An endocrine disruptor is a chemical or substance that interacts with a humans hormone systems in some way. We know that these interactions can cause all sorts of problems down stream.
There are many ways that atrazine effects our endocrine system, but the big concern for men is that Atrazine reduces luteinizing hormone.
Luteinizing hormone (LH) is released by the pituitary gland and ultimately stimulates a mans leydig cells which produce testosterone in the testes.
Long story short, when LH levels are low, so are your testosterone levels.
The bottom line?
Atrazine + human male = decreasing luteinizing hormone = Low T
2. Increased Risk of Miscarriage
Is atrazine linked to miscarriage?
A questionnaire of 2000 farm couples was conducted that had some interesting results:
They found that if the male didn’t wear protective gear during herbicide application the odds ratio (a measure of association between an exposure and an outcome) of spontaneous abortion in his female partner came in at a whopping 5.0 (that’s a lot for an odds ratio).
You read that correctly. The mans exposure to atrazine showed a correlation with the females odds of having a miscarriage.
Which leads us to our next effect on humans:
3. Reduced Male Fertility
Semen quality has long been accepted as one of the primary factors in male fertility.
Atrazine seems to have some nasty effects on seman quality.
It has been found to be significantly lower in human males who have metabolites of atrazine in their blood.
4. Low Birth Weight
Atrazine is most heavily applied between May through September.
When a pregnant woman has her 3rd trimester in this time frame, the probability of her giving birth to to a baby that is small for gestational age increased.
We also know that there is also a strong correlation between preterm birth (birth before 37 weeks) and atrazine contamination in the water supply.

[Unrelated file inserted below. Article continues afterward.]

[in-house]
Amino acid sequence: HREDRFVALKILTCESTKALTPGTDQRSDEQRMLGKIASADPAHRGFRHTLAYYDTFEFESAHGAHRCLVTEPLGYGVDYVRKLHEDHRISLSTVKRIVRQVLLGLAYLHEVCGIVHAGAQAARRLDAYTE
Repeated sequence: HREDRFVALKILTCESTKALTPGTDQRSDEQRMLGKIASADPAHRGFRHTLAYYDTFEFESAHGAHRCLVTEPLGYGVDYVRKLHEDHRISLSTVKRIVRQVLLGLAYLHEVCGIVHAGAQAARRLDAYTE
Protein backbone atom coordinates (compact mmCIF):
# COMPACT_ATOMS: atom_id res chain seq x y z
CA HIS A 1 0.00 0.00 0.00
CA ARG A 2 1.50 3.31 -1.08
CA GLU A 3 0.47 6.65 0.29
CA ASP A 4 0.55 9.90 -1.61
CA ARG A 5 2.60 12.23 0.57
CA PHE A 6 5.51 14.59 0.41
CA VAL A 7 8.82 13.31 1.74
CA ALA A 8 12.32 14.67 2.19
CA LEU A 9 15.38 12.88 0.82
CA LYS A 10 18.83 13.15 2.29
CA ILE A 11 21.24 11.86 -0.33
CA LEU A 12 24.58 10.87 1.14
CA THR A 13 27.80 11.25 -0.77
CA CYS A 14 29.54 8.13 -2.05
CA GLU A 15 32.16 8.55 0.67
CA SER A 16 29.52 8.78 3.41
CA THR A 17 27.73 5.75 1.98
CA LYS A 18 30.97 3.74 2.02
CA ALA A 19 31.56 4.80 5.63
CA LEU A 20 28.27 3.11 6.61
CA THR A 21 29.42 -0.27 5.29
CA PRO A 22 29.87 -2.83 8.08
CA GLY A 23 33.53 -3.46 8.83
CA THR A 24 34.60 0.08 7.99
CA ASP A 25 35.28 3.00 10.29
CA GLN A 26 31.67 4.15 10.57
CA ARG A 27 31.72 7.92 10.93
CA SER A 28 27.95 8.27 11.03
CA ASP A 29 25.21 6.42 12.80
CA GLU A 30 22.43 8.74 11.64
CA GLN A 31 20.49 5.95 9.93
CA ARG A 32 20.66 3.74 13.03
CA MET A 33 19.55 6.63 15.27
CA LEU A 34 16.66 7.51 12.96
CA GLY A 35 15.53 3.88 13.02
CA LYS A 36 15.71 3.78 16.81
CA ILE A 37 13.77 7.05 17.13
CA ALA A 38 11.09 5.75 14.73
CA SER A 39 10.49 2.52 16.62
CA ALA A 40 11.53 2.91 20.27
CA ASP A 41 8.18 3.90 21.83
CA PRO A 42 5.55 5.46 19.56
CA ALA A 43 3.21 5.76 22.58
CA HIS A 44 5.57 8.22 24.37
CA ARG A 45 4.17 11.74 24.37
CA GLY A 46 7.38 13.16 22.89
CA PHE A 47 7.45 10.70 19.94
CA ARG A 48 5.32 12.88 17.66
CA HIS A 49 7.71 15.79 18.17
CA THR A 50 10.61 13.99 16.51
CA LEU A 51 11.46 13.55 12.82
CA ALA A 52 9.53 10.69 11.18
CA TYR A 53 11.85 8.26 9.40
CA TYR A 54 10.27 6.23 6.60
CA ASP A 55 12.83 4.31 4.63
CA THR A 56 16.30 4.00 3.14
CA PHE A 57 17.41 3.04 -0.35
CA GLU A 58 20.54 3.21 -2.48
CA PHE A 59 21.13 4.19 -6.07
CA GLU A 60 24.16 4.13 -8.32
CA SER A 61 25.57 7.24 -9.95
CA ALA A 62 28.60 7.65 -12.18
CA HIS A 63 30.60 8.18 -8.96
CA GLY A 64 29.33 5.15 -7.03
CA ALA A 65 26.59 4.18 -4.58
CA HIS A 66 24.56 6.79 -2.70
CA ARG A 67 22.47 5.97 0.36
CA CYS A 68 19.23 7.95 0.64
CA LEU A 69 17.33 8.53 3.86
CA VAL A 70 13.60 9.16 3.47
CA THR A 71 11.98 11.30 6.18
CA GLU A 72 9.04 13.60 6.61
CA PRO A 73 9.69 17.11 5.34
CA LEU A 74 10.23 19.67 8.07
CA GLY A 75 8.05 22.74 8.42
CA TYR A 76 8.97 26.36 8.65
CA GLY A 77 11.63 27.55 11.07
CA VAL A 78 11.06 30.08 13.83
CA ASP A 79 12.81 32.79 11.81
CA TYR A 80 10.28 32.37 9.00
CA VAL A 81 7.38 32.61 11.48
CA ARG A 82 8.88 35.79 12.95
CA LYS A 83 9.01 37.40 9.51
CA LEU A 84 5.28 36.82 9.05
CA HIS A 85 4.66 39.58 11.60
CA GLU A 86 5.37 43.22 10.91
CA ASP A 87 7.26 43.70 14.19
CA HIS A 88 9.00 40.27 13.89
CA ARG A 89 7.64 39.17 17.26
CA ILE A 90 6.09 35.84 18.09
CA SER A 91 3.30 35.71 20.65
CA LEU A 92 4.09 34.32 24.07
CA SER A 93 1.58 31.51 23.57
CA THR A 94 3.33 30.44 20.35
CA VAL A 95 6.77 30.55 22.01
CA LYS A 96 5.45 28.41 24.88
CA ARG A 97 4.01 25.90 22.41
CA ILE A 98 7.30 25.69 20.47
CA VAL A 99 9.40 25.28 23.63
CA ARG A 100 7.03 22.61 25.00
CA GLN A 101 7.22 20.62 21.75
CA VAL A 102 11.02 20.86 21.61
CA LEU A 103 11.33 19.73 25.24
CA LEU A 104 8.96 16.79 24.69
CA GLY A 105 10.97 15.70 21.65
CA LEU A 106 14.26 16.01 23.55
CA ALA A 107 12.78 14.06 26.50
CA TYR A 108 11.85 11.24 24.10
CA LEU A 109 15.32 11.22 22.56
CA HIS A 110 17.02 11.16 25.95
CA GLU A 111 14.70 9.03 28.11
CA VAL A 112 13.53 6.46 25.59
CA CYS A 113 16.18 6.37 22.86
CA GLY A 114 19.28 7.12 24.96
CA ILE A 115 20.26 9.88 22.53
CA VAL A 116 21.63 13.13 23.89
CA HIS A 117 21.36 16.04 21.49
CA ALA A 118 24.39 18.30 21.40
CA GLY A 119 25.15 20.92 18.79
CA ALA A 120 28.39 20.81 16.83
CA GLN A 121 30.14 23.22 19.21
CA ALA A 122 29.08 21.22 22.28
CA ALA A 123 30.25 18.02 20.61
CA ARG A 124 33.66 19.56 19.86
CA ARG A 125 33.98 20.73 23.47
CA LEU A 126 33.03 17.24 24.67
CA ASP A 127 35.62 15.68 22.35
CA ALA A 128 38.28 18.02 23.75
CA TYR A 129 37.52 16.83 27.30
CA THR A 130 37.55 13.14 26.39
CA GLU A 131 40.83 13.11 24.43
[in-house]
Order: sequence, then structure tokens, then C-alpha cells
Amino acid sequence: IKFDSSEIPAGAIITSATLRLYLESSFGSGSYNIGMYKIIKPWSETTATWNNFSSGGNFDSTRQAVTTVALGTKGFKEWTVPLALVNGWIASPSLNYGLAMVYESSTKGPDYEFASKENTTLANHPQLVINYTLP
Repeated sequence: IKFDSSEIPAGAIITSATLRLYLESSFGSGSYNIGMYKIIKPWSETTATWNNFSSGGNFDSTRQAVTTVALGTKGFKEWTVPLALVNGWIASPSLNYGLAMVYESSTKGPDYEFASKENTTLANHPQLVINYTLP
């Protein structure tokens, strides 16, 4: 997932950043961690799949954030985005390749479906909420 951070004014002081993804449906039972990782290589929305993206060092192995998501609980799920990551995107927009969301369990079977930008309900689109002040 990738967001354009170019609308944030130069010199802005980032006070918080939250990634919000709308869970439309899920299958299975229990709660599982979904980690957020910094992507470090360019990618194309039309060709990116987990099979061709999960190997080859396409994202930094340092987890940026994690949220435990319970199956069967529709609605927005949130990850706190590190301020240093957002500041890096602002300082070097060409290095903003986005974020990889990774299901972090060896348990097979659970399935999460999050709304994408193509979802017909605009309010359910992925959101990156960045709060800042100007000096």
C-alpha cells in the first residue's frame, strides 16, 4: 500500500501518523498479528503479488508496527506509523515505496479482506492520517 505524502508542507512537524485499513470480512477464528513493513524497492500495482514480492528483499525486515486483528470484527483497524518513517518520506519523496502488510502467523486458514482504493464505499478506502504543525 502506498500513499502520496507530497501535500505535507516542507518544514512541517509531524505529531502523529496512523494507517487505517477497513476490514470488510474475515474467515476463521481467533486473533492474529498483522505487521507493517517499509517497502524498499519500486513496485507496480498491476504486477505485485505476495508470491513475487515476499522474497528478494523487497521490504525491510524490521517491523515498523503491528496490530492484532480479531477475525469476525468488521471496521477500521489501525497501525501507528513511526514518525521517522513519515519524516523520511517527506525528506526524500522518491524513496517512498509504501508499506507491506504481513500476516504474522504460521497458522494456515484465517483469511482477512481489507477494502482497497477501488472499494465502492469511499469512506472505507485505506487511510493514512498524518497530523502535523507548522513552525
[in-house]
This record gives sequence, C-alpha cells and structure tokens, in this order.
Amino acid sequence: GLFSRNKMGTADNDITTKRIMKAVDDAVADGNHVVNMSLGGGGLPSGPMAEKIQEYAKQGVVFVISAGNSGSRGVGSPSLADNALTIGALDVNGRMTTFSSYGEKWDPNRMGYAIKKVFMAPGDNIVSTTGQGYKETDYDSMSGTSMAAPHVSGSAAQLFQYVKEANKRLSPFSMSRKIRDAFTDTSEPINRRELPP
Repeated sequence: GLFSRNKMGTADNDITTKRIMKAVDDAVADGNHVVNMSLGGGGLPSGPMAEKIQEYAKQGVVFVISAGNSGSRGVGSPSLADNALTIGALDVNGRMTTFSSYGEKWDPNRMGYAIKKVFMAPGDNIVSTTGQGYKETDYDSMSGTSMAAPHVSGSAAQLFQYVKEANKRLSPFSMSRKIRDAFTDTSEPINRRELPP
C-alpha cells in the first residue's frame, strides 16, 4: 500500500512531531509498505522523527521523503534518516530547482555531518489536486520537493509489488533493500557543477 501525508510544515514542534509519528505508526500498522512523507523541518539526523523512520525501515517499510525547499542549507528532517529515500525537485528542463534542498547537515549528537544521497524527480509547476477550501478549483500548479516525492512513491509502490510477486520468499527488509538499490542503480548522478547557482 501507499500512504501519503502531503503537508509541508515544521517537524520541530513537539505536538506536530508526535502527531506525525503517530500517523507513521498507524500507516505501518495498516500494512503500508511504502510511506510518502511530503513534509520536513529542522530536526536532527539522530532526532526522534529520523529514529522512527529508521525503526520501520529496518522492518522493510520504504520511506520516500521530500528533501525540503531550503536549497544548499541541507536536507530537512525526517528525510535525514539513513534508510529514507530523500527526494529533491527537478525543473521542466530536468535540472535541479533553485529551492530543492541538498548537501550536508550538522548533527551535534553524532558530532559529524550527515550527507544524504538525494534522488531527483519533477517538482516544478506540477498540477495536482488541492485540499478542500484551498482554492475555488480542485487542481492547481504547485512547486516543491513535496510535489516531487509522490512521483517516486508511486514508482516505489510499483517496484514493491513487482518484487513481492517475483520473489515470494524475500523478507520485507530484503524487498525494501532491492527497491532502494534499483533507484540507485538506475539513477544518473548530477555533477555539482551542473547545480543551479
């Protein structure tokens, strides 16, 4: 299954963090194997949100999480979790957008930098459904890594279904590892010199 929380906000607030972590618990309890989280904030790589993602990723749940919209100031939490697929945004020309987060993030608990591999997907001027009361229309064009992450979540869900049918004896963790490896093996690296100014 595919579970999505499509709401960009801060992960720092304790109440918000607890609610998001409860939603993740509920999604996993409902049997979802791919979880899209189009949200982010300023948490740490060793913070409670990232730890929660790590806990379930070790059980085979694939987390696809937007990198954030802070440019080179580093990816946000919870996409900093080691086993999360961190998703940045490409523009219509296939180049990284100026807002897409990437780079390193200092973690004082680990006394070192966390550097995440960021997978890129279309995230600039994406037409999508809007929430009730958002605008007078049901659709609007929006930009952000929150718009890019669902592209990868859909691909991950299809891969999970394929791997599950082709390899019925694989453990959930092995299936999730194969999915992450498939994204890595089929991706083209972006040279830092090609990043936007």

5. Increased Chance Of Any Birth Defect
Atrazine has been linked to a variety of birth defects in humans.
Let’s look at a couple.
This is a scary one. Its called choanal atresia. Its when there is extra growth that occurs in the back of the babies airway. It is a life threatening birth defect that requires surgery to correct.
Gastroschisis is another birth defect linked to atrazine.
Gastroschisis is when a child is born with it’s intestines outside of it’s body.
It’s no secret that the effects of atrazine are neurotoxic in humans. This neurotoxicity can lead to neurodegenerative disorders.
There is research underway looking into the correlation between Parkinson’s disease and atrazine.
It shouldn’t come as a surprise that herbicides like atrazine can increase the risk of cancer in humans.
Over the past 30 years the US has seen a steady increase in breast cancer.
Studies have found a:
Statistically significant increase in breast cancer risk with medium and high levels of atrazine exposure.
This is probably one of the strongest links seen between atrazine and cancer.
Employees at one of the factories producing atrazine in Louisiana have been found to have rates of prostate cancer 3 times higher than other Louisiana men.
This is crazy:
Prostate cancer rates were highest in men working at the plant who were less than 55. This is interesting because typically prostate cancer rates are higher with increase in age. Not when atrazine is involved.
What Can You Do About It?
There are 3 things you need to consider when it comes to avoiding atrazine.
What Foods Contain Atrazine?
Buy these foods organic:
- Anything that contains corn
- Macadamia nuts
- Anything with the sugar sucrose in it
How can I avoid it in the environment?
If all these effects atrazine has on humans weren’t bad enough, lets briefly talk about our environment.
It’s important to understand where atrazine levels are highest so that you know whether or not your risk of exposure is high.
Here’s a map showing where atrazine contamination is highest in the USA:
Here’s the interesting part:
After being applied to soil, atrazine can remain in the there for years and years. Eventually it works its way down from the top soil and goes deep into groundwater reservoirs.
Which leads us to our water supply:
Our Water Supply
Have you ever bought a bottle of water that came from a water reservoir that has been “untouched by humans”?
It may not have been touched by humans, but odds are that its been touched by atrazine.
Bottled water is often just tap water from other parts of the country that has been put in a bottle.
Even if you do have a bottle that is atrazine free, its going to cost a ton of money to use that as your only source of water. Not to mention that any brand of water bottle filtering for atrazine is going to cost significantly more than your standard bottle of water.